Reddit has declared March 31 World Backup Day.

For a long time, backups were tricky for the average user. With OS X Leopard, however, Apple introduced Time Machine, a dead-simple way to backup data on a Mac.

However, most geeks know that there are more powerful options than Time Machine.

That’s not to say Time Machine is bad. It’s a great solution for most people, and a great first line of defense for even the hardcore data protectors.

Off-site Backups

One of the main downsides of Time Machine is that the backup is local. This means that if your office is robbed or burns down, your data and your backup is gone. A Time Capsule is just a half-step in the right direction.

I use two off-site hard drives — one for my iMac’s internal hard drive, and one to backup the Firewire RAID my media library lives on. I use Time Machine to backup the iMac to its off-site copy, and SuperDuper! to copy the RAID. SuperDuper! is my app of choice when it comes to off-site backups for several reasons. The app can schedule backups, and do incremental updates — critical when dealing with hundreds of gigabytes of data. Carbon Copy Cloner is a nice free alternative.

The most important part about off-site backups is updating them. I update mine every other weekend, and store them in a locked cabinet at work. If my apartment burns down or gets robbed, at least I have my data. With my setup, my worst case scenario is losing 13 days of data. I can live with that.

To the Cloud!

Another problem with local backups is that notebook users aren’t always with their backup drives, opening an opportunity for data loss. Cloud services solve this issue

Dolly Drive offers cloud backup that is compatible with Time Machine, which is pretty sweet. Other cloud backup services include Mozy and Backblaze, which both run as independent apps, separate from Time Machine. CrashPlan is another robust cloud option, with some great features for businesses, as well.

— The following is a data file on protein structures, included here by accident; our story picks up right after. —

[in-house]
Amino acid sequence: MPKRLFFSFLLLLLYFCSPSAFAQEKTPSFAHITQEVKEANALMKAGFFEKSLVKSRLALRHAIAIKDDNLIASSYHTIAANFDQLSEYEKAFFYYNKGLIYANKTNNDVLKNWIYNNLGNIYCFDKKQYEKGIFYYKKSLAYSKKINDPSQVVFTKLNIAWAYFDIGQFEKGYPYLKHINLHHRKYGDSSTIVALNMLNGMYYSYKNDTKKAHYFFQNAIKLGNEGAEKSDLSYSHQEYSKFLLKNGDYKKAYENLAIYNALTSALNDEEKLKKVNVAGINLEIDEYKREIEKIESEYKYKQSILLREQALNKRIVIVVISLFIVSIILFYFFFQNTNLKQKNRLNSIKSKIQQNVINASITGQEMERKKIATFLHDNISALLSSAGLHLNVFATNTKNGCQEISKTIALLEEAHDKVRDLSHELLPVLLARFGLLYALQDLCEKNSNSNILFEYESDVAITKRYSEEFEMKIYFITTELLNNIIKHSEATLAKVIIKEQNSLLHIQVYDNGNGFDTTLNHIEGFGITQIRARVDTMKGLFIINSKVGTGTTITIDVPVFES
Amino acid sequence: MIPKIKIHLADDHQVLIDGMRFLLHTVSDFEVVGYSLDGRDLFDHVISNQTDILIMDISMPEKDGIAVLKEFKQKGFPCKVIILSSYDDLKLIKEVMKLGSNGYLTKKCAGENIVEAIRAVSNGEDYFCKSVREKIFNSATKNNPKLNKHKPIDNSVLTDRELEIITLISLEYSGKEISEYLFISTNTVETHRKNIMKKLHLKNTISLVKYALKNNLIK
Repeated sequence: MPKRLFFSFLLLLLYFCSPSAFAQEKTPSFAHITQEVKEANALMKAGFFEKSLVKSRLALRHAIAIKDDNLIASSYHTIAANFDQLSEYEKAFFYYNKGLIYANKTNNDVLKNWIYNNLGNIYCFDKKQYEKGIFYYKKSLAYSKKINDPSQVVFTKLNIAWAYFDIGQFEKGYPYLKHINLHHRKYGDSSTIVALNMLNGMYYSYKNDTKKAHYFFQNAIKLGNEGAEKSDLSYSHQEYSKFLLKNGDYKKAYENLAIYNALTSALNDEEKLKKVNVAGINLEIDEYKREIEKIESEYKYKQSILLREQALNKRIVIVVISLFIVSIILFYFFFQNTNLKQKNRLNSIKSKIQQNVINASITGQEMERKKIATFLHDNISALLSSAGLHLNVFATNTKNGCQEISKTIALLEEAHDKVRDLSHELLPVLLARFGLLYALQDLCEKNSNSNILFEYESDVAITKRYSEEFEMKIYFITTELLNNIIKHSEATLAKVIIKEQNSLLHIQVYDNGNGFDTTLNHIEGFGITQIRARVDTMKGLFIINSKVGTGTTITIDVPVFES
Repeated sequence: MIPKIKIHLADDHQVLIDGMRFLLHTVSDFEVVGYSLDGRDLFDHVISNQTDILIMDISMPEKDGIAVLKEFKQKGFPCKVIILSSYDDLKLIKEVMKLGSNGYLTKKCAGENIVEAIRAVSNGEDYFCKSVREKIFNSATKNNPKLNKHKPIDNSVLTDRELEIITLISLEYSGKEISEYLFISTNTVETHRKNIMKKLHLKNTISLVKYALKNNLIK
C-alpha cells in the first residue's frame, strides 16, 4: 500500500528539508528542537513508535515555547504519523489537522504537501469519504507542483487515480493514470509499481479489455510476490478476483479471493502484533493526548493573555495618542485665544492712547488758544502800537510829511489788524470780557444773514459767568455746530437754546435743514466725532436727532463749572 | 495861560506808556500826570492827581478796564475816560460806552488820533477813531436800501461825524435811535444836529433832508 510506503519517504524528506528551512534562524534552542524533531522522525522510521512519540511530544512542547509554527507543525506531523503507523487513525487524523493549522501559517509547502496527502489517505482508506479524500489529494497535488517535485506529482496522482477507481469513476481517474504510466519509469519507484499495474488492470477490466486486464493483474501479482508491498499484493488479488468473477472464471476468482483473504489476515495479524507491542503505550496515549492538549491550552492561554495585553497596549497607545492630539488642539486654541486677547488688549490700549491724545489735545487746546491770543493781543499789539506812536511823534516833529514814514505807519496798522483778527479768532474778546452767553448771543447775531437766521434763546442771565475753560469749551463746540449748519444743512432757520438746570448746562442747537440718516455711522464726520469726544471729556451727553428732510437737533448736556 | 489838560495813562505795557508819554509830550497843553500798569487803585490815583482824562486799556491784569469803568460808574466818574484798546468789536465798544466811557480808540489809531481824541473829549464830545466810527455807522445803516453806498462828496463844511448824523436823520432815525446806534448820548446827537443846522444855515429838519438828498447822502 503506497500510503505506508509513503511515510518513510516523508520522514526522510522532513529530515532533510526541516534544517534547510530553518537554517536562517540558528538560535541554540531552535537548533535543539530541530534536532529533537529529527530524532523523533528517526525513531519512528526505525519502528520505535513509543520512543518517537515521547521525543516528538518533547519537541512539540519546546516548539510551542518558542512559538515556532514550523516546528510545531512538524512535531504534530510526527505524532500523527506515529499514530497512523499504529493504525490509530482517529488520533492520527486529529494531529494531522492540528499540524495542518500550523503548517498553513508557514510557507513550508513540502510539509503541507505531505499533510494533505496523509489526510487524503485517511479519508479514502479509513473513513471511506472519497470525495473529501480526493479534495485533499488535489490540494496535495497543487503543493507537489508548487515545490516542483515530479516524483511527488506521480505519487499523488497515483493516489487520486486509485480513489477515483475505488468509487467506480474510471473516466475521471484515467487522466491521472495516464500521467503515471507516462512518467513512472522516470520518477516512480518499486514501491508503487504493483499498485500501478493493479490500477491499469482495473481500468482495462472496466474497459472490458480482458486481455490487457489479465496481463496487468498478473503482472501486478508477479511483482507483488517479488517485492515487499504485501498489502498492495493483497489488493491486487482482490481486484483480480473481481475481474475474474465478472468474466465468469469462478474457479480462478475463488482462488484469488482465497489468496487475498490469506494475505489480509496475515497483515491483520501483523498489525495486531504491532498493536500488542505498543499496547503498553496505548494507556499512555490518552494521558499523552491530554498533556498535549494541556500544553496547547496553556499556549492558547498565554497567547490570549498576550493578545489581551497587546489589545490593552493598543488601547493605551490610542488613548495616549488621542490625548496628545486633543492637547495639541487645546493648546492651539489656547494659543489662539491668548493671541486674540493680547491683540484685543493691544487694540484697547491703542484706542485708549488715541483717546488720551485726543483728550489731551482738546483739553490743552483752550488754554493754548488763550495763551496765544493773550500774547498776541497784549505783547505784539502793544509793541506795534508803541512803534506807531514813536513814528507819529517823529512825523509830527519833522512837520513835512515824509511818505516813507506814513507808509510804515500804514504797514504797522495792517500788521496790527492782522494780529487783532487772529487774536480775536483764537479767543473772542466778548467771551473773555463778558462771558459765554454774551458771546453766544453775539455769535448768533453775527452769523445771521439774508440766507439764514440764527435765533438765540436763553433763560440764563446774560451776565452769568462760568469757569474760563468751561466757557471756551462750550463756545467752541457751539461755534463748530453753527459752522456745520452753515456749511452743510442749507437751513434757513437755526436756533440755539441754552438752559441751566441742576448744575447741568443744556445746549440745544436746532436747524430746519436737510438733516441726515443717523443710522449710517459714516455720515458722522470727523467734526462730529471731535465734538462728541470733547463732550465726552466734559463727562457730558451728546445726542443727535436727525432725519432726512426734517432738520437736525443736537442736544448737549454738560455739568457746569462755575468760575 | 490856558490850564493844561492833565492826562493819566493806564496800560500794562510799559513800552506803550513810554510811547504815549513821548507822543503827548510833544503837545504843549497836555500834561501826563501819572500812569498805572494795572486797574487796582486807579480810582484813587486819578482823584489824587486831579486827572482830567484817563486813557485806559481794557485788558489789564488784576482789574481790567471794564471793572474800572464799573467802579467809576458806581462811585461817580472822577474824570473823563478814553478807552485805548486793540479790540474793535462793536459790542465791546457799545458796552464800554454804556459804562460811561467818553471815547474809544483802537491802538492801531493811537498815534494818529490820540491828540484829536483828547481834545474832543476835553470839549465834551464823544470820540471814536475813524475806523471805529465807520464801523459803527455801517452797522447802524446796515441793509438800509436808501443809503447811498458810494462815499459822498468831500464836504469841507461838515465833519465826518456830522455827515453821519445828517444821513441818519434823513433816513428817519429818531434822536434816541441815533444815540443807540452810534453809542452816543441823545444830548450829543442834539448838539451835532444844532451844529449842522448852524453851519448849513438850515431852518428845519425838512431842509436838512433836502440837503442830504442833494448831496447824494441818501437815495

Of course, services like Dropbox or MobileMe’s iDisk are great for backing up smaller sets of data or current projects easily.

The downside of cloud backups is bandwidth. If you’re on a limited data connection (like the single T1 at my office), a cloud-based solution may be super slow. Also, when choosing a cloud backup company, be sure to read up on how they encrypt your data when it’s being transferred, and how easy (and how much it costs) to get your data back in case of a data loss.

I don’t recommend cloud-based backup as a first-choice, but it makes a great safety net.

In Closing

Any backup is better than no backup. Time Machine is more than enough for most users, but adding an off-site backup or even a cloud-based solution makes your data even safer.

Everyone will experience a hard drive crash at some point in their lives. Why not take steps to protect your family photos, tax documents and more? Digital files are just like real files. Think about something as simple as your birth certificate. It’s probably at your place, in a lockbox at your parents’ house and maybe even a safe deposit box. Why should your digital files be any less cared for?

I mean, you wear a seat belt when you drive, right?

More Reading

Apple Support Mac 101: Time Machine

Shawn Blanc: SuperDuper, Time Machine, and Bulletproof Backups

Forkbombr: My New Offsite Backup Rig

Macgasm: The Paranoid OS X Users Backup Guide

 

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